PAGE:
Things to consider when researching mobility aids and accessible bathing solutions include budget, degree of mobility challenges, future mobility needs, current bathroom configuration, independence, bathing benefits and lifestyle factors.
Budget – How much are you able/willing to spend? Bathroom accessibility options range from a few hundred dollars for extra grab bars to $6-$25,000 for an accessible bathtub to be installed in your home. Most medical plans do not pay for accessible bathing solutions, so you need to consider financing solutions.
Point to consider: Putting in an accessible bathtub often enables seniors and disabled people to remain in their own home rather than go into a care home. Since care homes usually run $2-3000 per month, doing an accessibility renovation is often the more economical choice.
Degree of mobility challenges – Is the bather able to walk without risk of falling and can they lift their feet over a lip? If not, then a walk-in bathtub might not work well. Consider a slide-in bathtub instead.
Future mobility needs – Often people’s mobility declines as we age and our medical conditions worsen. If this is the case, then future needs must be considered. If you cannot walk, you cannot use a walk-in bathtub, but you can use a slide-in bathtub. Avoid purchasing a product that will only accommodate today’s disability, but is unusable in a year or two. Try for a 10-year solution instead.
Current bathroom configuration – The size and layout of the bathroom may limit what models of bathtubs or accessibility solutions that may work for you. You need to have clearance for swing-out doors and room to maneuver into and out of the tub and on and off the toilet safely. If there is a walker, wheelchair or lift being used, more space will be needed. Some models of walk-in bathtubs are difficult to get through doorways for installation. Make sure you measure and sketch out your current bathroom sizes and layout and consult with accessible product suppliers to make sure that their product will fit and work well in your bathroom.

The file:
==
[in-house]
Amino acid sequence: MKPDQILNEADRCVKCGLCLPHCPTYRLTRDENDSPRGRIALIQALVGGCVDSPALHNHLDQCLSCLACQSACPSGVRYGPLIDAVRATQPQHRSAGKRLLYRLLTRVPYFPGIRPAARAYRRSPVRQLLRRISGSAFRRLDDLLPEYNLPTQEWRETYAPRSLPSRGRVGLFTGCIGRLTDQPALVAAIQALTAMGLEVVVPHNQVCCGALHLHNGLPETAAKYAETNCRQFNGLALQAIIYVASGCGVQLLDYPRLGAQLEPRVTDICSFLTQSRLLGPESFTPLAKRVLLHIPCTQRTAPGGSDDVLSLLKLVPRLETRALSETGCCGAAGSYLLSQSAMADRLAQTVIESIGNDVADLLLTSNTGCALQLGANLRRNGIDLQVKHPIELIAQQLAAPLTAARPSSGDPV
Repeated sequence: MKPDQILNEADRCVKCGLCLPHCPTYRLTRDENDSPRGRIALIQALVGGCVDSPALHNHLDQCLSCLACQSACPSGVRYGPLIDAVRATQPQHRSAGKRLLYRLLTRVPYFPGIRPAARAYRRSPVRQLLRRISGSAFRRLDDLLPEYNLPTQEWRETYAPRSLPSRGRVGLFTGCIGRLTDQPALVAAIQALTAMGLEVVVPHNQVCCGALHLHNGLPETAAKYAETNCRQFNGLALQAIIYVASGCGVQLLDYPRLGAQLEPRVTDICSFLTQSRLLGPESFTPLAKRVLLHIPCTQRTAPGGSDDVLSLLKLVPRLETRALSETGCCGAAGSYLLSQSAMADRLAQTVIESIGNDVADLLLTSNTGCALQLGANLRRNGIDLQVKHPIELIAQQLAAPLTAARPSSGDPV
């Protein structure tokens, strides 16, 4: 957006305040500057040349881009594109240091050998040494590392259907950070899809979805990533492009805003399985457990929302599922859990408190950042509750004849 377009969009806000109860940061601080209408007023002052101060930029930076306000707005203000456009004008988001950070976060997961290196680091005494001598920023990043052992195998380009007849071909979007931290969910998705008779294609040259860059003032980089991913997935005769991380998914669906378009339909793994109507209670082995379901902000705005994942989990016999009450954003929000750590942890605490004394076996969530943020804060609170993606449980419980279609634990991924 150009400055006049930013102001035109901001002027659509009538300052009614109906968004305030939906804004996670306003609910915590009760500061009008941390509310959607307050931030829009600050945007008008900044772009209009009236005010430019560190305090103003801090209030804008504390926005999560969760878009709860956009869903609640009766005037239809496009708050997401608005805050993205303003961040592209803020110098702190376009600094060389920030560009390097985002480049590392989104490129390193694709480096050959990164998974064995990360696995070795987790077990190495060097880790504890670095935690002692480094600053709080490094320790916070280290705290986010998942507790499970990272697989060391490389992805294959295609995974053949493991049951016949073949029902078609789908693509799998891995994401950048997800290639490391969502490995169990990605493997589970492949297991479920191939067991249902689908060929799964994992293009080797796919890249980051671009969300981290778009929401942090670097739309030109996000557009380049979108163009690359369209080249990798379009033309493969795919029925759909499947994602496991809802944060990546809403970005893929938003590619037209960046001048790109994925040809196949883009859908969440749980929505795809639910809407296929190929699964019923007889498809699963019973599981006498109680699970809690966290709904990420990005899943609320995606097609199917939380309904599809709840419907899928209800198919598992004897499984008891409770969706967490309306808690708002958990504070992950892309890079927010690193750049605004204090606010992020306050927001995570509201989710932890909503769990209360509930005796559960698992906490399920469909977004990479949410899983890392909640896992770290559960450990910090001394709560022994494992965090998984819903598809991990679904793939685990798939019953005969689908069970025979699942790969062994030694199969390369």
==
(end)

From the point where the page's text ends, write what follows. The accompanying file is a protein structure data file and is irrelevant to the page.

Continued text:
Point to consider – Getting a bathtub with a sliding door, rather than a swing out door reduces the clearances needed.
Independence – What level of independence is possible for bathing? For very disabled or frail people or those suffering from Alzeheimer’s, assistance may still be required for bathing. How easy is it for a caregiver to help a person into and out of the bath? Can they wash the bather’s hair easily? Can they reach the person’s whole body for hygiene? Will the bathing solution chosen provide the maximum level of privacy, independence and dignity, while still providing a safe bathing experience?
Bathing benefits – Hydrostatic pressure from immersion (by soaking in a bath) has health benefits including increased circulation, relaxation and wellness, better sleep, reducing pain and loosening stiff joints. Many people find that they can maintain or improve the mobility that they do have by soaking in a bath nightly.
Lifestyle factors – A final consideration is one of quality of life. If you enjoy soaking in a bath to unwind and relax before bed, would the idea of never bathing again (only showering) for the rest of your life be unthinkable? This is often the choice people make when removing their bathtub and putting in a low-threshold shower. Think about this one carefully – for about the same price as a walk-in shower, there are accessible bathtubs on the market that may accommodate your needs AND preserve your ability to stretch out and soak.